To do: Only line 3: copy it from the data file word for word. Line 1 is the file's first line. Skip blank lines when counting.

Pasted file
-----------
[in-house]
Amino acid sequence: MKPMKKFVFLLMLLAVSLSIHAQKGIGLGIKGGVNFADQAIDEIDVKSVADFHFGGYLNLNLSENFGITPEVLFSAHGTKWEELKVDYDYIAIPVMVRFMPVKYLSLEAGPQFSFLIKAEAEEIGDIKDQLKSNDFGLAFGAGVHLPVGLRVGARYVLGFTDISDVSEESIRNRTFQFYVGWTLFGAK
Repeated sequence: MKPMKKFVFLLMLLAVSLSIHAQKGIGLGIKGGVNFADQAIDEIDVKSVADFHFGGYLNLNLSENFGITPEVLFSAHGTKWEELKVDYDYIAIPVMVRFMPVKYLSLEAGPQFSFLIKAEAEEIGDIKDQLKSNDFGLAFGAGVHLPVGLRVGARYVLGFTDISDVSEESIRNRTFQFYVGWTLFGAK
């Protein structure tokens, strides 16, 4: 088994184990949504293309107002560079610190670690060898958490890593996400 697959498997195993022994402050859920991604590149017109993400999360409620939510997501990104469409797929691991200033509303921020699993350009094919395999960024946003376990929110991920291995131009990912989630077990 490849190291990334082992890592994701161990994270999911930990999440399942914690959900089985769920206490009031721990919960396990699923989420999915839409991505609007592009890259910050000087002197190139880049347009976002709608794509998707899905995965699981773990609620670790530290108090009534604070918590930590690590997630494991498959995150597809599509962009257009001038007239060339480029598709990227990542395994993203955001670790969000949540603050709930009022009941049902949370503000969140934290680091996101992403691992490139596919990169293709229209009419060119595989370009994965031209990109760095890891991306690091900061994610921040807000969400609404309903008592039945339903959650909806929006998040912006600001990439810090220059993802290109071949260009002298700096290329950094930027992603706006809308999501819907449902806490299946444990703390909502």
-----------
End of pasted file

Repeated sequence: MKPMKKFVFLLMLLAVSLSIHAQKGIGLGIKGGVNFADQAIDEIDVKSVADFHFGGYLNLNLSENFGITPEVLFSAHGTKWEELKVDYDYIAIPVMVRFMPVKYLSLEAGPQFSFLIKAEAEEIGDIKDQLKSNDFGLAFGAGVHLPVGLRVGARYVLGFTDISDVSEESIRNRTFQFYVGWTLFGAK